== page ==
Do you have additional questions? Check out a list of frequently asked questions below.
Generally, hard money refers to a loan from one business to another secured by an asset or assets. In my case it would be secured by real estate that your company owns.
Hard money can be a fast and simple way to acquire a property. Many factors to include quick closings, slow banks, low to no documentation and flexible terms make it a good choice. Often, freeing up some cash allows for the purchase of other assets that will make additional profits. Especially if available cash assets were put into the current property and will not be free until the property is sold. This allows the company to use cash that might otherwise be locked in the property.
Each deal is different. What Prairie can fund depends on a variety of factors that don't lend themselves to a matrix. Contact us today to discuss the deal, and we can usually find a solution within minutes.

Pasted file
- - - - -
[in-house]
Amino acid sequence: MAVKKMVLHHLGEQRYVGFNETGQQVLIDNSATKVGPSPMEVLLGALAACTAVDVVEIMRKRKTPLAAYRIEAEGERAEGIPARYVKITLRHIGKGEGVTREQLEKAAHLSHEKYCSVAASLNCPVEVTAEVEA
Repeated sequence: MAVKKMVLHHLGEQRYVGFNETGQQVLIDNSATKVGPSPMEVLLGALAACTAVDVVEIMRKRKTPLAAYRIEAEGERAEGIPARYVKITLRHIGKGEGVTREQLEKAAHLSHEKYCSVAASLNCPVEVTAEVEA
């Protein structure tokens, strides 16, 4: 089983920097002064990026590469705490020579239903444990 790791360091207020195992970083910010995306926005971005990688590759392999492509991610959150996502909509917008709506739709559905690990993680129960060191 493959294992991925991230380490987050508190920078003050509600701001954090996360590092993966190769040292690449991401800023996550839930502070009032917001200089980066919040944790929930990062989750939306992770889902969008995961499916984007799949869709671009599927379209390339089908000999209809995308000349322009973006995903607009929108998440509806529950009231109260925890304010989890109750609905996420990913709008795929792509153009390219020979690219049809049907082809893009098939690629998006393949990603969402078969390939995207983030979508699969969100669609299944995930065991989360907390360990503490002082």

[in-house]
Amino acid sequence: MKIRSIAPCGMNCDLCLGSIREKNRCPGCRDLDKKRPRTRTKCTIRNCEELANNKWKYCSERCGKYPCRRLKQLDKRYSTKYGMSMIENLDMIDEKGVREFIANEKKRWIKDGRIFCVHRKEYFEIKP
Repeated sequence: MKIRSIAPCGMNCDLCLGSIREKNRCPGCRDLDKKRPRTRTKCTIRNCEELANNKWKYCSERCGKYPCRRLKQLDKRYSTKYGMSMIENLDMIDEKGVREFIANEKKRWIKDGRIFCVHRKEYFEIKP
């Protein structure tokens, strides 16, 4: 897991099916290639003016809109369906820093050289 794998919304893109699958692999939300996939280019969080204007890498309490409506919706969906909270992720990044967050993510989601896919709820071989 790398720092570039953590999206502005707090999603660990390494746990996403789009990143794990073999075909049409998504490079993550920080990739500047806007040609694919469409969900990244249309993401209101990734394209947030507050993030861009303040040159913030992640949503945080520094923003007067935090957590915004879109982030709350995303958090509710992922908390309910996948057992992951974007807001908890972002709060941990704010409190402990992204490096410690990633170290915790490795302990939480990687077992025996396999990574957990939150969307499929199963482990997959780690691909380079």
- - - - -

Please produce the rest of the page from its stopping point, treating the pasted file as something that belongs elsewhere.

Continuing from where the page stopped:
On some occasions I will make an exception. Contact me today to find out more.
I use the word "funded" for the deals my company, Prairie Capital, Inc. funded because it complies with state statute. On 1 to 4 unit residential properties, a licensed originator must originate the loan. So Prairie will fund the loans, but not originate the loans. An outside firm is retained to originate the loan.
If the deal makes sense for you, simply set up a company and deed the property to the company. This is a very straightforward process and is easy for the owner or an attorney to do. Most attorneys recommend owning real estate in an LLC for asset protection purposes.
If the payments have been regular and are current, we can certainly discuss an extension.
No. While credit score may be supplied, the loan is based on the asset or assets available rather than a credit report.
Typically the company is an LLC and does not file a tax return. As long as the title is clear of income tax liens, that is not an issue.
Great question. Since the loans are equity based, the deal should be fine if I feel that the equity is there. There would be an extension fee.